[Spoilers for all of RWBY ahead]
After an incredible midseason finale, Darling in the Franxx kept going strong while taking things a bit slower to focus on the character drama. This part of the story has always been the most engaging throughout the entire program, and my hopes were high for the second cour of this fairly divisive show.
Sadly as it reached the conclusion, I became conflicted about the direction the show took. I waited patiently, knowing I wouldn’t have a solid grasp on my feeling towards the show until it was completed. Now that it is, I can safely say that Darling in the Franxx did not live up to the lofty promises that detractors would argue never bore fruit in the first place.
A couple years ago, DC could undoubtedly be called the kings of animated Superhero film and TV. The old WB channel shows like Batman or Superman and the golden age of Justice League and the DC animated films from the 2000’s were my childhood. Early 2010 animated shows like Young Justice pushed the envelope further and DC was on top compared to even Marvel’s best successes.
Sadly, recent projects have been of mixed quality. Films like Gotham by Gaslight and Killing Joke are held back by their writing or uninspired artwork. Even worse, it is likely that future DC cartoons are fated to be relegated to DC’s new streaming service. Not all is in vain though, as Kamikaze Douga’s new animated feature, Batman Ninja, has managed to break this monotony, creating one of the most visually captivating films the studio has made in years.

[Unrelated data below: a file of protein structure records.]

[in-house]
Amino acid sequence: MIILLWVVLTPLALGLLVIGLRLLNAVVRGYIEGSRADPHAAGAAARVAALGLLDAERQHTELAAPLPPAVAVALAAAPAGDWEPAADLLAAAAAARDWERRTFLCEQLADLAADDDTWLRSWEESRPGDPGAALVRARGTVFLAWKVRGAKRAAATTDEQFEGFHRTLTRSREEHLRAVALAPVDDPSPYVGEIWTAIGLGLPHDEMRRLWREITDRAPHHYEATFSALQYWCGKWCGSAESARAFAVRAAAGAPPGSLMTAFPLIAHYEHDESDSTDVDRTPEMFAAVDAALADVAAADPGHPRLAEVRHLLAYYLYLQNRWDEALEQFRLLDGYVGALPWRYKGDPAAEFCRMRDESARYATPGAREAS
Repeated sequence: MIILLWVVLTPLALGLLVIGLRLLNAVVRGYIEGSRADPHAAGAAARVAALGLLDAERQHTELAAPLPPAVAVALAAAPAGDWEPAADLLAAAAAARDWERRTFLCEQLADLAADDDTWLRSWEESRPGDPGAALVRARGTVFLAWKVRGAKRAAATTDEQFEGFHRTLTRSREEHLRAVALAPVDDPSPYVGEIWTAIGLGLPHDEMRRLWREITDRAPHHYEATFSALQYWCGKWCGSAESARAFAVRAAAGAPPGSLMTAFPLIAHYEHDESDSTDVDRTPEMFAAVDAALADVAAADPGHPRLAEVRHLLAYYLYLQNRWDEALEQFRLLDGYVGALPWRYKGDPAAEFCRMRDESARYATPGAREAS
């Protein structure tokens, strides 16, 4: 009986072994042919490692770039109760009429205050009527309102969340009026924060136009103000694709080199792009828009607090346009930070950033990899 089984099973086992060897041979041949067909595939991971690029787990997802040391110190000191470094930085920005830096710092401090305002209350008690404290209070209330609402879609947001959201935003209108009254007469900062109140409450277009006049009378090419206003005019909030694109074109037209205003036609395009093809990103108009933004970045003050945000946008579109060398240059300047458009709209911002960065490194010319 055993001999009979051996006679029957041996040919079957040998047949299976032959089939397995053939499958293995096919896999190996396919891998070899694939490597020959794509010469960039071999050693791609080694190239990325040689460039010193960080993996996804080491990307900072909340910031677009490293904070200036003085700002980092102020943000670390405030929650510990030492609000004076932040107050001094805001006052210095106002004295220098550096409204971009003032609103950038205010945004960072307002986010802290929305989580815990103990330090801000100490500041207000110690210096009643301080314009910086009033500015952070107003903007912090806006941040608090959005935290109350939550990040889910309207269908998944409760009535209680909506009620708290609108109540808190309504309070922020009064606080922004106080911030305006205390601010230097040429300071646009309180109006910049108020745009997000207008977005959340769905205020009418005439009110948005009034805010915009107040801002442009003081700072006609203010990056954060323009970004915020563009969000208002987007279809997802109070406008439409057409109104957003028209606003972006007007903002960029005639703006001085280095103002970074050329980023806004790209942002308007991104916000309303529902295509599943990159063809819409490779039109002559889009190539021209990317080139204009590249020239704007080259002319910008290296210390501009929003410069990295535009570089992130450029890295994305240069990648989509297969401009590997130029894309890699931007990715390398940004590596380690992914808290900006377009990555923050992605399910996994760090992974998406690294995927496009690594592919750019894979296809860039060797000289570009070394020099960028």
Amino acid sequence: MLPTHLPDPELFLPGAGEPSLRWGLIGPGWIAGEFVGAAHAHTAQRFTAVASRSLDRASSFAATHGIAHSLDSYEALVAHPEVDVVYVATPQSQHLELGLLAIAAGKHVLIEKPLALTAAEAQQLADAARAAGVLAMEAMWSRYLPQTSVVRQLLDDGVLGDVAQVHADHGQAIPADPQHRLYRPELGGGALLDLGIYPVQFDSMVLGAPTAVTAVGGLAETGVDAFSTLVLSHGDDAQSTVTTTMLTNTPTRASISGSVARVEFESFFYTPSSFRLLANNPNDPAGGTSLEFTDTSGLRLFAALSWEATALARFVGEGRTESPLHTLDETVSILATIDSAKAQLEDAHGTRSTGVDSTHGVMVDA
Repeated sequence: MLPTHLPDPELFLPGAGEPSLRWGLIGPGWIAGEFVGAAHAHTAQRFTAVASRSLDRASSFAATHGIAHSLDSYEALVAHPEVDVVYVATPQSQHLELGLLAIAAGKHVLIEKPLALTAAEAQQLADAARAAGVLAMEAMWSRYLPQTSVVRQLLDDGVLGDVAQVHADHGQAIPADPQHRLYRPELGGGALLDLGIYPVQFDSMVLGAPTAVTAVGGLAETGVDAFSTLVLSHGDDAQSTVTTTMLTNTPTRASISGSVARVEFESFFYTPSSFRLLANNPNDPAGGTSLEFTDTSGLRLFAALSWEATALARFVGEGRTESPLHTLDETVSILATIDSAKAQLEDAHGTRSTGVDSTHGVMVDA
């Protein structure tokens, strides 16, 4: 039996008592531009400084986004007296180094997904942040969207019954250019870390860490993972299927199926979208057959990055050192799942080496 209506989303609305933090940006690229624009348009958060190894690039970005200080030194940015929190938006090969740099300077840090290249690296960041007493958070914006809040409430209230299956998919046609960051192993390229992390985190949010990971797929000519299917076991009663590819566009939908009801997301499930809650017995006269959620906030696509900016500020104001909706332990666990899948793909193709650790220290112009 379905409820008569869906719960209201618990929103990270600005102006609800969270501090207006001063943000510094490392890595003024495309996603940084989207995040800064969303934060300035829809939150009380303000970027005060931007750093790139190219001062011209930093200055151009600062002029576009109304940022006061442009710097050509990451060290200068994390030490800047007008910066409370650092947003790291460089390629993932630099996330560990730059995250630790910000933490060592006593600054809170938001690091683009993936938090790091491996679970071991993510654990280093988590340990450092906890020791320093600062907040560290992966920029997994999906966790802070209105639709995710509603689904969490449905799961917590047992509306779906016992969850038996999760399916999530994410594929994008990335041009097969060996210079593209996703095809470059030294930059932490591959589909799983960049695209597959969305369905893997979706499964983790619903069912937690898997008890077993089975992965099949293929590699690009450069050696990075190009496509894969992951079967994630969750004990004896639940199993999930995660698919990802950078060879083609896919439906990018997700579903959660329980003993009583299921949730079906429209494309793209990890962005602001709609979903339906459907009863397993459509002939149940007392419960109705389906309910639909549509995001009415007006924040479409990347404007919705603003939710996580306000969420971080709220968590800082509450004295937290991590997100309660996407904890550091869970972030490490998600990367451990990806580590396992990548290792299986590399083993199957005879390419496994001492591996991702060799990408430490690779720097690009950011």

Whether it be their classics beloved classics like Clannad and Haruhi Suzumiya or their new projects like Hibike Euphonium and A Silent Voice, Kyoto Animation is continuously creating some of the most talked about, visually impressive Anime in the medium. Their newest project, Violet Evergarden garnered a lot of hype ever since its reveal in 2016 and finally aired this past winter
Now that it has been available on Netflix for some time, is the show a new classic for the Kyoto Animation portfolio? Well, at the risk of spoiling the verdict early, I believe Tristan Gallant of Glass Reflections on YouTube probably summed things up best in the opening of his first impressions of Violet Evergarden some months back.
“Watch. Violet. Evergarden.”
It is ranked number 4 on the list of highest-grossing films in Japan and the single highest grossing Anime film of all time. It has garnered worldwide acclaim and has taken the Anime community and the mainstream audience by storm. For a long, while it even beat out Fullmetal Alchemist Brotherhood on the MyAnimeList charts and even now sits at a comfortable #2. Yes, I am of course talking about Makoto Shinkai’s breakout success, “Kimi No Na Wa”, or “Your Name”.
Remember two years ago when Studio Wit released Kabaneri of the Iron Fortress? To this day, that show’s greatest strength was its artwork and how it called back to the anime of the 80’s in both character design, shading and even how the characters evolved. It was a beauty to behold and I’m happy to hear that the series is going to continue despite the first season’s lackluster narrative.
The few anime from the 80’s I have seen I have LOVED. Gunbuster is easily one of my favorite OVAs ever made and even the 80’s anime I have not seen speak volumes through the artwork I’ve stumbled upon. For this reason, I am delighted that TMS Entertainment has decided to further pay homage to the animation of yesteryear with Megalo Box. Continue reading